Background: Foodborne illness is a continuing public health problem in the United States. Although outbreak-associated illnesses represent a fraction of all foodborne illnesses, foodborne outbreak investigations provide critical information on the pathogens, foods, and food-pathogen pairs causing illness. Therefore, identification of a food source in an outbreak investigation is key to impacting food safety.
Objective: The objective of this study was to systematically identify outbreak-associated case demographic and outbreak characteristics that are predictive of food sources using Shiga toxin–producing Escherichia coli (STEC) outbreaks reported to Centers for Disease Control and Prevention (CDC) from 1998 to 2014 with a single ingredient identified.
Materials and Methods: Differences between STEC food sources by all candidate predictors were assessed univariately. Multinomial logistic regression was used to build a prediction model, which was internally validated using a split-sample approach.
Results: There were 206 single-ingredient STEC outbreaks reported to CDC, including 125 (61%) beef outbreaks, 30 (14%) dairy outbreaks, and 51 (25%) vegetable outbreaks. The model differentiated food sources, with an overall sensitivity of 80% in the derivation set and 61% in the validation set.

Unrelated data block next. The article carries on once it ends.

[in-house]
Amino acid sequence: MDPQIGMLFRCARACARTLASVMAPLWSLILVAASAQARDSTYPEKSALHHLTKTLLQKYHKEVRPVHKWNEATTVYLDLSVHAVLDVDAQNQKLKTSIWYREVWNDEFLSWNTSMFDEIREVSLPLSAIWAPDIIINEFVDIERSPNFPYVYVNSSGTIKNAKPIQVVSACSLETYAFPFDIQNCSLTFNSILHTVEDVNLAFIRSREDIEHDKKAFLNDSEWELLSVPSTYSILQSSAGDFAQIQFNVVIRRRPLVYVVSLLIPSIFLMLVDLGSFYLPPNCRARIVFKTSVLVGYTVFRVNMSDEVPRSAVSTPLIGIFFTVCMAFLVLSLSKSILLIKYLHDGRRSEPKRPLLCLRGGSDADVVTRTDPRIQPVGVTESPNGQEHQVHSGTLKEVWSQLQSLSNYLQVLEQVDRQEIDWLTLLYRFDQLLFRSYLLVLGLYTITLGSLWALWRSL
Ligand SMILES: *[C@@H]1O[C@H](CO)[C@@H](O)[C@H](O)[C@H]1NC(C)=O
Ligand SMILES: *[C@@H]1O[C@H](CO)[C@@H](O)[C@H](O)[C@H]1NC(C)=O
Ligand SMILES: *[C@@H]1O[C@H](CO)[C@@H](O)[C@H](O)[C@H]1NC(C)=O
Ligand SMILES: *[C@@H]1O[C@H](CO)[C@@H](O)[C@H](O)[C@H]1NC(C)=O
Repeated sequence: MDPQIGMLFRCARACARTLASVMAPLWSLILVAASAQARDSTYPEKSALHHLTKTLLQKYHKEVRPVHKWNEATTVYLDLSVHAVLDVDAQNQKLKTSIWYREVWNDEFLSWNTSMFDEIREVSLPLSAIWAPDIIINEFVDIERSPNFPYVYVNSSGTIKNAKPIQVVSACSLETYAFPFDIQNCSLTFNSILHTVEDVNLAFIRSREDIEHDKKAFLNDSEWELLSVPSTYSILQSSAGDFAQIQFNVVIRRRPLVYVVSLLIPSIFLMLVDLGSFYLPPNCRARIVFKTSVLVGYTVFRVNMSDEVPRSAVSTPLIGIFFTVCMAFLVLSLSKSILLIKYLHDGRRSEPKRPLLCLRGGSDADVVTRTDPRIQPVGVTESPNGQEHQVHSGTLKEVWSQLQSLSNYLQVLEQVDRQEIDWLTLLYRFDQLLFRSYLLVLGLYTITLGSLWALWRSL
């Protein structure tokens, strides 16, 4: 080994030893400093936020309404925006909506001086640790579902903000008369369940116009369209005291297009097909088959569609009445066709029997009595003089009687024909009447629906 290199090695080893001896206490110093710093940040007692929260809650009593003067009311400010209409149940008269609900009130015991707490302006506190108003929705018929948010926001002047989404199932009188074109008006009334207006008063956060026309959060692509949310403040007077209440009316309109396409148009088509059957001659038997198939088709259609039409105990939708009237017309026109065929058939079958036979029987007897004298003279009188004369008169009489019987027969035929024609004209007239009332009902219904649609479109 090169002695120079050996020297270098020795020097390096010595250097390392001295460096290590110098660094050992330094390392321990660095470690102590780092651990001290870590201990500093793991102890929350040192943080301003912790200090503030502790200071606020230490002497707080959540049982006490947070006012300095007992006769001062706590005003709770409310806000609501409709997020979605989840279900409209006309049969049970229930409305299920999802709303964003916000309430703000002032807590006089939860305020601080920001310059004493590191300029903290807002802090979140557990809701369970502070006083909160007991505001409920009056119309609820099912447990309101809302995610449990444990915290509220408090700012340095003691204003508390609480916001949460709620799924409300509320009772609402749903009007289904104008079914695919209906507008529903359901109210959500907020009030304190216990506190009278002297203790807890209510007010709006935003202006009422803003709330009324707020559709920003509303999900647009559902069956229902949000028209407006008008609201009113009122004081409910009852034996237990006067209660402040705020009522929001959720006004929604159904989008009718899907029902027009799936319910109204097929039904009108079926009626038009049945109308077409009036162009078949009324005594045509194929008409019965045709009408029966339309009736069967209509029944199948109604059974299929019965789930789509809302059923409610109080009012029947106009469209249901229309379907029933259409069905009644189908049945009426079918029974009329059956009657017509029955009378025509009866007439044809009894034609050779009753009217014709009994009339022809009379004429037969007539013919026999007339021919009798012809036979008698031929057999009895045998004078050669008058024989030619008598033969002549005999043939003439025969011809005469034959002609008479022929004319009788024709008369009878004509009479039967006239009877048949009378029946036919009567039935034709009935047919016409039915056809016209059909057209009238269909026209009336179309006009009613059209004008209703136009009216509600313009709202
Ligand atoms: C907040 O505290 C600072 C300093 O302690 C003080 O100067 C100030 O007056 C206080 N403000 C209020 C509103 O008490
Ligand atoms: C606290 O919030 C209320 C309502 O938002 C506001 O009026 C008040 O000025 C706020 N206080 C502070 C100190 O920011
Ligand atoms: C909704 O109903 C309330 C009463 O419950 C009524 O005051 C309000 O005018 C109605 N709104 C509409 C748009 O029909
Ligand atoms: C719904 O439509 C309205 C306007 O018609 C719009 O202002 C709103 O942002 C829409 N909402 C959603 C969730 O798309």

Conclusions: This study demonstrates the feasibility for a tool for public health professionals to rule out food sources during hypothesis generation in foodborne outbreak investigation and to improve efficiency while complementing existing methods.
Food source prediction of Shiga toxin–producing Escherichia coli outbreaks using demographic and outbreak characteristics, United States, 1998–2014
White Alice, Cronquist Alicia, Bedrick Edward J., and Scallan Elaine.
Foodborne Pathogens and Disease. October 2016, 13(10): 527-534. doi:10.1089/fpd.2016.2140.